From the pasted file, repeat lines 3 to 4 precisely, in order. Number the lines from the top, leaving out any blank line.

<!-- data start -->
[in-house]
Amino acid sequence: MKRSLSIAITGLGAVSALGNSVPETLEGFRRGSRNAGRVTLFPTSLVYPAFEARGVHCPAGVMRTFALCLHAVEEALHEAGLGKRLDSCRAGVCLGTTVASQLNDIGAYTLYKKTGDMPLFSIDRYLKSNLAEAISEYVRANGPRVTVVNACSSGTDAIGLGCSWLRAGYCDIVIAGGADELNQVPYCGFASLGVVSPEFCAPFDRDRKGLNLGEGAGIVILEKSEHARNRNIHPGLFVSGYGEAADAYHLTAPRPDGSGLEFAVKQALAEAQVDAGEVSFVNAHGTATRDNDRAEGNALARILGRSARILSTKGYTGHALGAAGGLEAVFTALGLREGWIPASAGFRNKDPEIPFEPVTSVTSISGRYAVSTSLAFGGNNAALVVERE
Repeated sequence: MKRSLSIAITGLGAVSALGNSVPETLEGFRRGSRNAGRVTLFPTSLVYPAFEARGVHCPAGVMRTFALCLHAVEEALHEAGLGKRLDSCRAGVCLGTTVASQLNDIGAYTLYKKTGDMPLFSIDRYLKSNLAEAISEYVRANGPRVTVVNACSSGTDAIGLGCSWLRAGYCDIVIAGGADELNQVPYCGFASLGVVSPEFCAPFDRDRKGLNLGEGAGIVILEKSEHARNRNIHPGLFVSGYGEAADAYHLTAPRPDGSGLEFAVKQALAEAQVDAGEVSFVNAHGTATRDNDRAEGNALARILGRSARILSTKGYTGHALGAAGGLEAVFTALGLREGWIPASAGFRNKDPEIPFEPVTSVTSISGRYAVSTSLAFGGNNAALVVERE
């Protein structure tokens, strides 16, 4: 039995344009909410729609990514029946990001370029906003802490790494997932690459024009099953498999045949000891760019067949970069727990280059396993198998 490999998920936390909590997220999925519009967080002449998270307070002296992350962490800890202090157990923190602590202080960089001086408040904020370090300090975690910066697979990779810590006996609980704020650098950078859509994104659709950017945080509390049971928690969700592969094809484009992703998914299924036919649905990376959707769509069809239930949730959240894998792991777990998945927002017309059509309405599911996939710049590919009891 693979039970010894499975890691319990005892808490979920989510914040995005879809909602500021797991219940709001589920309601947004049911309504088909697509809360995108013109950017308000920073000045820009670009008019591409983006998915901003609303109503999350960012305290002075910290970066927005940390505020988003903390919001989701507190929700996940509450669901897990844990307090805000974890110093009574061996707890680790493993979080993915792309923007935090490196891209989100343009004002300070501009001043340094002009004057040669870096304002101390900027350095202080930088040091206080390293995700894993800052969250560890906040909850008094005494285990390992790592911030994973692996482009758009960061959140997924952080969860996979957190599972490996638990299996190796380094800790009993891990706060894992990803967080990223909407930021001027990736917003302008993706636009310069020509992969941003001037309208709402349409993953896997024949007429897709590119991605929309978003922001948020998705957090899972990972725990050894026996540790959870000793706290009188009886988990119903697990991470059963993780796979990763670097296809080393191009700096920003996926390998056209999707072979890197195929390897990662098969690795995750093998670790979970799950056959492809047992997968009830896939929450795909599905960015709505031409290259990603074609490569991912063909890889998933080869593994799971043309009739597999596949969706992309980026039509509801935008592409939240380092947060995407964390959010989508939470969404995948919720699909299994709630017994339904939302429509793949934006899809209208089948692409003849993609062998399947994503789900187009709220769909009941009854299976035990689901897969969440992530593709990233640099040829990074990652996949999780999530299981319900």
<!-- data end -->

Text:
Repeated sequence: MKRSLSIAITGLGAVSALGNSVPETLEGFRRGSRNAGRVTLFPTSLVYPAFEARGVHCPAGVMRTFALCLHAVEEALHEAGLGKRLDSCRAGVCLGTTVASQLNDIGAYTLYKKTGDMPLFSIDRYLKSNLAEAISEYVRANGPRVTVVNACSSGTDAIGLGCSWLRAGYCDIVIAGGADELNQVPYCGFASLGVVSPEFCAPFDRDRKGLNLGEGAGIVILEKSEHARNRNIHPGLFVSGYGEAADAYHLTAPRPDGSGLEFAVKQALAEAQVDAGEVSFVNAHGTATRDNDRAEGNALARILGRSARILSTKGYTGHALGAAGGLEAVFTALGLREGWIPASAGFRNKDPEIPFEPVTSVTSISGRYAVSTSLAFGGNNAALVVERE
């Protein structure tokens, strides 16, 4: 039995344009909410729609990514029946990001370029906003802490790494997932690459024009099953498999045949000891760019067949970069727990280059396993198998 490999998920936390909590997220999925519009967080002449998270307070002296992350962490800890202090157990923190602590202080960089001086408040904020370090300090975690910066697979990779810590006996609980704020650098950078859509994104659709950017945080509390049971928690969700592969094809484009992703998914299924036919649905990376959707769509069809239930949730959240894998792991777990998945927002017309059509309405599911996939710049590919009891 693979039970010894499975890691319990005892808490979920989510914040995005879809909602500021797991219940709001589920309601947004049911309504088909697509809360995108013109950017308000920073000045820009670009008019591409983006998915901003609303109503999350960012305290002075910290970066927005940390505020988003903390919001989701507190929700996940509450669901897990844990307090805000974890110093009574061996707890680790493993979080993915792309923007935090490196891209989100343009004002300070501009001043340094002009004057040669870096304002101390900027350095202080930088040091206080390293995700894993800052969250560890906040909850008094005494285990390992790592911030994973692996482009758009960061959140997924952080969860996979957190599972490996638990299996190796380094800790009993891990706060894992990803967080990223909407930021001027990736917003302008993706636009310069020509992969941003001037309208709402349409993953896997024949007429897709590119991605929309978003922001948020998705957090899972990972725990050894026996540790959870000793706290009188009886988990119903697990991470059963993780796979990763670097296809080393191009700096920003996926390998056209999707072979890197195929390897990662098969690795995750093998670790979970799950056959492809047992997968009830896939929450795909599905960015709505031409290259990603074609490569991912063909890889998933080869593994799971043309009739597999596949969706992309980026039509509801935008592409939240380092947060995407964390959010989508939470969404995948919720699909299994709630017994339904939302429509793949934006899809209208089948692409003849993609062998399947994503789900187009709220769909009941009854299976035990689901897969969440992530593709990233640099040829990074990652996949999780999530299981319900």